BIC teacher sets good example

Thursday, January 30, 2003

LEACHVILLE Runners don't start out running marathons (26.2 miles). It takes training and the will to finish according to Buffalo Island Central elementary teacher Tim Bassing.

Bassing runs for the enjoyment of it. He ran long before he ran his first marathon in 1999.

Bassing teaches fourth through sixth grade science at Buffalo Island Central East Elementary. He has been in the teaching profession for 11 years. He also is the minister of Black Oak Church of Christ where he has served for the last 10 years. He was formerly minister at the Leachville Church of Christ for nine years.

"Running is a hobby. It is good for your health, but it is more than that," Bassing said. "When I am running, I solve problems in my mind, I plan sermons, I pray, I sometimes listen to the radio and catch up on the news, and it is a good way to get rid of stress. I don't see how people get rid of the stress that we live under without an outlet."

Bassing made a decision that he wanted to run in the New York Marathon in 1997 and trained for almost a year and a half before he fulfilled that goal.

He admits that when he started running, he weighed 210 pounds and was out of breath from one telephone pole to the next and would have to take a break.

"You don't start out long distance, you start slow, conditioning yourself for more. If you get to where you can run three miles without stopping, you can run a marathon," Bassing said, "If I can do it, I know anyone can."

After a year and a half training, he was ready for his first marathon, The New York Marathon, in 1999. It will always be in his memory as one of life's great experiences.

"With approximately 32,000 people going across the bridge and probably 500,000 cheering you on, it was something. We ran through places that I probably would never have seen if not for the marathon. Seeing the Statue of Liberty and other sights was great," Bassing said. "The Killer Hill was upward for two miles and as we got into Central Park it was uphill at first. I had not been used to running uphill, but I made it. The last mile and a half was downhill, so that was easier."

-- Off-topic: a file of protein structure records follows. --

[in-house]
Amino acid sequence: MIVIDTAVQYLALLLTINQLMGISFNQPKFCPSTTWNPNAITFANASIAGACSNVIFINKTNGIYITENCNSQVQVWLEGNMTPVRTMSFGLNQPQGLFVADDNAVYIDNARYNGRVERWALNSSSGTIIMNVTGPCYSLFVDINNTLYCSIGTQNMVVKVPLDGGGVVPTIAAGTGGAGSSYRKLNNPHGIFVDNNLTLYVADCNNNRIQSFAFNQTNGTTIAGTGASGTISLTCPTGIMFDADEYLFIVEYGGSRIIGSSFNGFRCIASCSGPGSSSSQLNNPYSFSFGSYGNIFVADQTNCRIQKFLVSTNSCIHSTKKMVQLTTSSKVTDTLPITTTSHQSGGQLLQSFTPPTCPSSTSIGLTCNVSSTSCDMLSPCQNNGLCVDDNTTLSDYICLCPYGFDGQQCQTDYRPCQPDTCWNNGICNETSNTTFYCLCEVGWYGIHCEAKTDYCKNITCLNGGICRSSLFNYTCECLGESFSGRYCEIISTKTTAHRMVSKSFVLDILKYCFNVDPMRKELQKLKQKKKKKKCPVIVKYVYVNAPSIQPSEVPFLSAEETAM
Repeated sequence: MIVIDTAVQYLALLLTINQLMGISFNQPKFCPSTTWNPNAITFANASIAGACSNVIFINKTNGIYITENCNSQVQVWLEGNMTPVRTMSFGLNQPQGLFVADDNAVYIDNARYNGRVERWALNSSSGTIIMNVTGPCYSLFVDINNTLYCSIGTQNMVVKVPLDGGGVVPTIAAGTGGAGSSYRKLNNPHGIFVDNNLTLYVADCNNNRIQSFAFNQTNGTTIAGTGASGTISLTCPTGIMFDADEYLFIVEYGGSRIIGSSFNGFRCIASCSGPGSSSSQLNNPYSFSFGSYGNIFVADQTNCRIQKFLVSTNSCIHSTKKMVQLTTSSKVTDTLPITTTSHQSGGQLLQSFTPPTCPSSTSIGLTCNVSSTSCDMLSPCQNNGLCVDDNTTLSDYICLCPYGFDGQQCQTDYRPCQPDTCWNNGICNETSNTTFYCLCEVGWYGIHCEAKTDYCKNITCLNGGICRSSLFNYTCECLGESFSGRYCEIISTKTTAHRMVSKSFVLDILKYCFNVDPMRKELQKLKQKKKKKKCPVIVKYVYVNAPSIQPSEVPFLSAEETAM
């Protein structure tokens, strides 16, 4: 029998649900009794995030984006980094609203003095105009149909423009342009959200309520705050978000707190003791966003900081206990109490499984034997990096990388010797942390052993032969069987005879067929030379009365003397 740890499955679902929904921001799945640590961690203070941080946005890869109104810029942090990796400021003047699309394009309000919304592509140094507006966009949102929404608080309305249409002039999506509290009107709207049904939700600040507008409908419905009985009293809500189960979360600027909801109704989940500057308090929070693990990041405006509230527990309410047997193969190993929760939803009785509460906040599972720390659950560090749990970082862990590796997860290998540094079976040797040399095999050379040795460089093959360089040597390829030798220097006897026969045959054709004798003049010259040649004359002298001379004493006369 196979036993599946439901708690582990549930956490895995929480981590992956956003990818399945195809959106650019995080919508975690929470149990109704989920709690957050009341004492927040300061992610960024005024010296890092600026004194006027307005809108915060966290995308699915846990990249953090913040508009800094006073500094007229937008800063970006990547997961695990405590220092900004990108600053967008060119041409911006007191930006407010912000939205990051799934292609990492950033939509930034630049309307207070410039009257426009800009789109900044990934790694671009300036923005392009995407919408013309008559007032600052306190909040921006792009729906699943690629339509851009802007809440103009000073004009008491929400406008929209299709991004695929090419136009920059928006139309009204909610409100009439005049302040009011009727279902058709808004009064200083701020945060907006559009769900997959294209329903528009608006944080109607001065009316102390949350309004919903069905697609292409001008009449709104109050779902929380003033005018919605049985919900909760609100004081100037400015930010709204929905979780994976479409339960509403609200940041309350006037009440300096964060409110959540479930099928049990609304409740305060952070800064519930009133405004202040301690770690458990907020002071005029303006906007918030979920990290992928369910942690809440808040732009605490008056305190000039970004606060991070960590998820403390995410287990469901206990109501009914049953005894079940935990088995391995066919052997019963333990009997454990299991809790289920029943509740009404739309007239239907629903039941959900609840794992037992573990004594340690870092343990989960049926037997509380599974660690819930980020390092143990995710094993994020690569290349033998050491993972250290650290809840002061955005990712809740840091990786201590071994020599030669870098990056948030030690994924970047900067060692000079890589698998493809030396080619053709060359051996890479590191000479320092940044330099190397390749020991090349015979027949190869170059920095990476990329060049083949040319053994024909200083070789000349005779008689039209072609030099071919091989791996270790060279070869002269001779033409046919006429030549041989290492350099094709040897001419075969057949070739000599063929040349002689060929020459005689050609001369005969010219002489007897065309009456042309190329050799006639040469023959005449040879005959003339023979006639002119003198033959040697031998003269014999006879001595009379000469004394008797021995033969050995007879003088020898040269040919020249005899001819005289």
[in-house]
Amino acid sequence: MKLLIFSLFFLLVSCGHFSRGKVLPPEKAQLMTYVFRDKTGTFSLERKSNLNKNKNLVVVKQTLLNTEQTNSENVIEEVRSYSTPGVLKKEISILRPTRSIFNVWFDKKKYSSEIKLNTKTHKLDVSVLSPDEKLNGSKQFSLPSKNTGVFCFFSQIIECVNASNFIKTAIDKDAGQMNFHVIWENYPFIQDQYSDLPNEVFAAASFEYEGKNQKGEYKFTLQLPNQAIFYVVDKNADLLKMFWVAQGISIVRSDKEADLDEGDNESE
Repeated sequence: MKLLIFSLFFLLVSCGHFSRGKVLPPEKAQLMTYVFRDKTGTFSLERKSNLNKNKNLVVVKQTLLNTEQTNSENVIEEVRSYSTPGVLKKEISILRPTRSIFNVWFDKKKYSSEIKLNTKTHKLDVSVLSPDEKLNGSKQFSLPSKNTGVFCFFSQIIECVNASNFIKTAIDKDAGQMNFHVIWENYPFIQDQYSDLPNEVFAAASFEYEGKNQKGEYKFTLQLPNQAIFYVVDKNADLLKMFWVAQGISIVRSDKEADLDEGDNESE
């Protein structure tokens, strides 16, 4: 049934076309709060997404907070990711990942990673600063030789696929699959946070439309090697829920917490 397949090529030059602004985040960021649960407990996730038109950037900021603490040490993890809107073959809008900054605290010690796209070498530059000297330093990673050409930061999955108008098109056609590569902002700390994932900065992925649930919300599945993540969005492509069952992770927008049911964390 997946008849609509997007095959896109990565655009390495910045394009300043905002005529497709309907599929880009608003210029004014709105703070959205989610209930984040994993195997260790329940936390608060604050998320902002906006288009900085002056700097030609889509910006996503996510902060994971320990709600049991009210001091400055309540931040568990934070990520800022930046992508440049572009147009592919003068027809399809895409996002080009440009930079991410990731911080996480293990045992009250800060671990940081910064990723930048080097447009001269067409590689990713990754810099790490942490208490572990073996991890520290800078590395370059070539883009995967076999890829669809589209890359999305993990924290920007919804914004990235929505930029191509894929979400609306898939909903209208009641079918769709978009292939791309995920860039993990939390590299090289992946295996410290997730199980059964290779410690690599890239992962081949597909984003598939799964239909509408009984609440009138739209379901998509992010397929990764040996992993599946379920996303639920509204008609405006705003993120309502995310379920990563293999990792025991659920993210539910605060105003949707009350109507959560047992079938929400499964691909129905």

He completed the New York Marathon in four hours and 35 minutes. He said at the end of each of his runs he recalls coming across that finish line as he turns into his drive. He recalls one spectator toward the end of the marathon encouraging him and telling him "don't quit."

Since the first run, Bassing tries to plan two marathons a year and has run a total of seven marathons at Kiawah Island, South Carolina, Nashville, Tenn., and New York, and ran a half marathon at Wynne.

Someday he would like to go back to New York. Also, he has always wanted to run in the Boston Marathon but as of yet has not qualified.

"Not qualifying for the Boston Marathon doesn't disappoint me, I will just keep on trying," Bassing said. "I almost qualified at Kiawah. I was running the eight minute mile until the 19th mile. When I crossed the finish line, I had used up all of my energy."

His best has been four hours and 13 minutes. He has always finished the races, and on average finishes about in the middle coming in the 50 percent overall and top 30 percent of his age group.

Bassing encourages anyone that is interested to start running. He calls it an inexpensive hobby.

"We plan the trips ahead of time. The people you meet are really great, the runners, the sponsors, the spectators, it is all a good experience," he said.

He urges anyone that wants to start to make sure they have the right shoes. That is most important. One of the main reasons for people to start running and not finish is their feet.

"Different feet need different shoes," Bassing said. "You cannot finish if your feet hurt."

Bassing said he had to try three different shoes before he got the right ones. He belongs to Runner's World. They have a system that allows runners to try shoes for 60 days. If the shoes are not right, they can be returned for a different pair.

"You can put about 300 miles on a pair of shoes. They still look fine but they don't have the spring needed," Bassing said.

Bassing's high mileage shoes get passed down to his sons. Bassing has two sons and a daughter, Matthew, 24, Mark, 22, and Leah, 20. His wife, Cherryl, is a teacher at the Manila Elementary School. Mrs. Bassing also enjoys the marathons and has competed in the walking division of the half marathons.

Bassing would be glad to share information and books that have been helpful to him to anyone interested in starting to run. He said there is also a good program with coaches on the Internet.

Bassing runs approximately 30 miles a week but said after a marathon he enjoys slacking off a little and relaxing for about a month.

"We see people 85 years old and running in marathons," Bassing said. "I had an 85 year old lady beat me at South Carolina the first time I ran there, but the next year I was determined that I would not let that happen again."

There is no better day to start training to run than today, he said.

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